Step 2: Collect case studies

As a first big step on our long road to the Ulysses Contest, we needed case studies! Not only random case studies, but case studies that have a unique and unified outlook. How do you transfer family firm issues and challenges to case studies that are unified? Well, read on, as we are about to tell you!

How did we collect the Ulysses case studies?

Led by the University of Vienna, first we aimed to define a case study methodology that would be shared by all Ulysses partner institutions so that a list of case studies could be implemented in a uniform manner. We defined milestones to adhere to during the process of case study collection to ensure unity and quality. Interested in the steps? Let’s jump right in!

Step 1: Literature review

Nothing in academia is compete without a very thorough background check, in other words, a literature review. Partners were searching for information through in-depth analysis of books, scientific journal articles as well as sites of publishing houses that specialize in publishing case studies (e.g.: Emerald). Meanwhile, the partners – through several online meetings – agreed on the most crucial points to be included in guidelines prepared for teachers.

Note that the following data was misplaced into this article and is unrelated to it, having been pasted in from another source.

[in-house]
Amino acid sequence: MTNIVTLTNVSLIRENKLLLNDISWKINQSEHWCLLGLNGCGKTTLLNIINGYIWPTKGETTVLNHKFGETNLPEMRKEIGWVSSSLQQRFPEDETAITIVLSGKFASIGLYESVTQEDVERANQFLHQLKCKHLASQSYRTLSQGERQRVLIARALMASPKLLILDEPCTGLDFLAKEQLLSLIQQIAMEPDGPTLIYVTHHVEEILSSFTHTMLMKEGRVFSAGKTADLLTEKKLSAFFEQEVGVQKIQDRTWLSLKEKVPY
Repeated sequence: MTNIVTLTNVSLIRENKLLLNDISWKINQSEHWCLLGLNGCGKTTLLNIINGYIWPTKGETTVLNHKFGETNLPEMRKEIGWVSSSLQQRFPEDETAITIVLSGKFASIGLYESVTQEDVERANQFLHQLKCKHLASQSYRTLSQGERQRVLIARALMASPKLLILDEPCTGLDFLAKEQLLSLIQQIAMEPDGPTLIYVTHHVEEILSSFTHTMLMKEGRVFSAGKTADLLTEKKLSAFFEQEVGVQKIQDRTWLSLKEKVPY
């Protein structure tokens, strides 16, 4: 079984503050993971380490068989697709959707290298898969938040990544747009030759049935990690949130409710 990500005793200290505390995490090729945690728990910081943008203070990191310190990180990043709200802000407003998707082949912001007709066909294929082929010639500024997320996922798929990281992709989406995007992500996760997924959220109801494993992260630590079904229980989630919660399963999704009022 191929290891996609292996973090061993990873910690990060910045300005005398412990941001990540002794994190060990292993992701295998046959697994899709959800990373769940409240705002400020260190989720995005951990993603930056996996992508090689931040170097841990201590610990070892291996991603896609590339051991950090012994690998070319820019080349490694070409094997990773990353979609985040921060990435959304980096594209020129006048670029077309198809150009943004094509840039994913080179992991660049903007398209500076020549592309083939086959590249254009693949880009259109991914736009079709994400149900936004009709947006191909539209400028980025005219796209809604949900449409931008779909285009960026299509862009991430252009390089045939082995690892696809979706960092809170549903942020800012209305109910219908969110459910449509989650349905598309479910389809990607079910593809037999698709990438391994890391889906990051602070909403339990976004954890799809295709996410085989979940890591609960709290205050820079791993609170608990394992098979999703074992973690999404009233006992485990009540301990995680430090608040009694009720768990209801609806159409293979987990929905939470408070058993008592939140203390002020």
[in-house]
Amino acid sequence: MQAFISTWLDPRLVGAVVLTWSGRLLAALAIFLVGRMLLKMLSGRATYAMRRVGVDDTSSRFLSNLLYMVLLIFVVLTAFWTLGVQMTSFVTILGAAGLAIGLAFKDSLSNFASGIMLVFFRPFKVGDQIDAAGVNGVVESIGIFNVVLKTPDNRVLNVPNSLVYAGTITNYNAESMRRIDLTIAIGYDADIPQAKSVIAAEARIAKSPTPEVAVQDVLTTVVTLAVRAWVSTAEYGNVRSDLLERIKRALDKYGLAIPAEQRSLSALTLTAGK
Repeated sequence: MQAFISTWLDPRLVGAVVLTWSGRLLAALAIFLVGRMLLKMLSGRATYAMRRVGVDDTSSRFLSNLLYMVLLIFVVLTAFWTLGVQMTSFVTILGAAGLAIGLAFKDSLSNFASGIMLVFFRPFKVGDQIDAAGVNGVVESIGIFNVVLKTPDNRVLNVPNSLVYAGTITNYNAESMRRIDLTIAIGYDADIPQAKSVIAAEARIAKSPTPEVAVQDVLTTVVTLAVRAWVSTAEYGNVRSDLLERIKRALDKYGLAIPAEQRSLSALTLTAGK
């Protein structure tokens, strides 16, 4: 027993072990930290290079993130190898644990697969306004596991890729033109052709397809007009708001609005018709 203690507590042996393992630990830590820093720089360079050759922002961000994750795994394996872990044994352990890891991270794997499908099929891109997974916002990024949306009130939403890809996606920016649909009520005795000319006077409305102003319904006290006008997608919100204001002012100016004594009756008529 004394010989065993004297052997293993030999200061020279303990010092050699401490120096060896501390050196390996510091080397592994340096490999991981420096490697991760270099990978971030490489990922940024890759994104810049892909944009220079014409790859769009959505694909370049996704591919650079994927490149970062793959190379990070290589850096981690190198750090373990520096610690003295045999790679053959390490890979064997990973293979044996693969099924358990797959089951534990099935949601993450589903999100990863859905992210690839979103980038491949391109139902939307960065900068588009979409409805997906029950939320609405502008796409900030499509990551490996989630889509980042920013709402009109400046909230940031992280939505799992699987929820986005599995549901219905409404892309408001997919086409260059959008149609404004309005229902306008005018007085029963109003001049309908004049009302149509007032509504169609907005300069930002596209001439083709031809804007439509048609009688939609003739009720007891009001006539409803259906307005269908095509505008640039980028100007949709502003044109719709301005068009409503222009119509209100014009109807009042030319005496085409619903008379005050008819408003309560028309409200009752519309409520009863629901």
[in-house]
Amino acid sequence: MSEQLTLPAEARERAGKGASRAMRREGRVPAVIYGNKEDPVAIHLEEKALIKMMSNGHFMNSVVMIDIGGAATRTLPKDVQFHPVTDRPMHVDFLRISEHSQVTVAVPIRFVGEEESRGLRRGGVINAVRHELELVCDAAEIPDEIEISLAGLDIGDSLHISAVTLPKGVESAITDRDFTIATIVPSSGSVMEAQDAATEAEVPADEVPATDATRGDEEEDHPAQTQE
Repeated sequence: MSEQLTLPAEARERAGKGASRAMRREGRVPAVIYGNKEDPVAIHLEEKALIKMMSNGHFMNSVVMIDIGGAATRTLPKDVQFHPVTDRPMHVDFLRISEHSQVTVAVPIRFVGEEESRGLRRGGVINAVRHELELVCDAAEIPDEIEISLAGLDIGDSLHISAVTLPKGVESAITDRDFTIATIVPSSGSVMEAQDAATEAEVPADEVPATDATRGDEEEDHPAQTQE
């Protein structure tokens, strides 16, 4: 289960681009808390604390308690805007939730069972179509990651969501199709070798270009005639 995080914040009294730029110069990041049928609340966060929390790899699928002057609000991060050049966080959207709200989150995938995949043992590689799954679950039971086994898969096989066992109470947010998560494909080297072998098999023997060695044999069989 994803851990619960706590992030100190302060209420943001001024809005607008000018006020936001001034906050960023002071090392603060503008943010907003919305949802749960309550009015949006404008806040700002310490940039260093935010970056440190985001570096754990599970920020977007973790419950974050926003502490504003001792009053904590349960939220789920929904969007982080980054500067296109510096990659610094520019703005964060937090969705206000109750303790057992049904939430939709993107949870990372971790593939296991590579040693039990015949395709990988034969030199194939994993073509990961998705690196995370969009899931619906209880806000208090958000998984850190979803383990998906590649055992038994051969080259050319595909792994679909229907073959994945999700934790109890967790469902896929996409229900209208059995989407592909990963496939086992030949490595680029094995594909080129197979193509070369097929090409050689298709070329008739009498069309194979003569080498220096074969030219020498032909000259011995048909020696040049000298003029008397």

Step 2: Case study structure

Once a thorough analysis of the literature was complete, partners defined a unified case study structure. We drafted guidelines for the development of the teaching case studies covering all the necessary information, from teaching objectives to achieve with the case to how to approach companies and collect data, how to structure the narrative and the writing style to adopt (e.g.: writing in past tense, refer to actors by their last names, use of figures and exhibits) to make sure there is a clear difference compared to a research case study. We, after all, are creating teaching case studies that are special! Look at our guidelines to understand it better!

Step 3: Pilot round case study collection

Once the previous steps were in order, partners needed to try whether the case study structure would work. To test the guidelines developed and illustrated in the previous steps, each HEI partner developed a case study. This helped to test the effectiveness of the previously developed guidelines. Partner read the cases developed by the other partners (quality first!) and discussed what best practices to adopt and how to further implement guidelines for writing teaching cases. Sounds like a long process? Long and effective, if you ask us!


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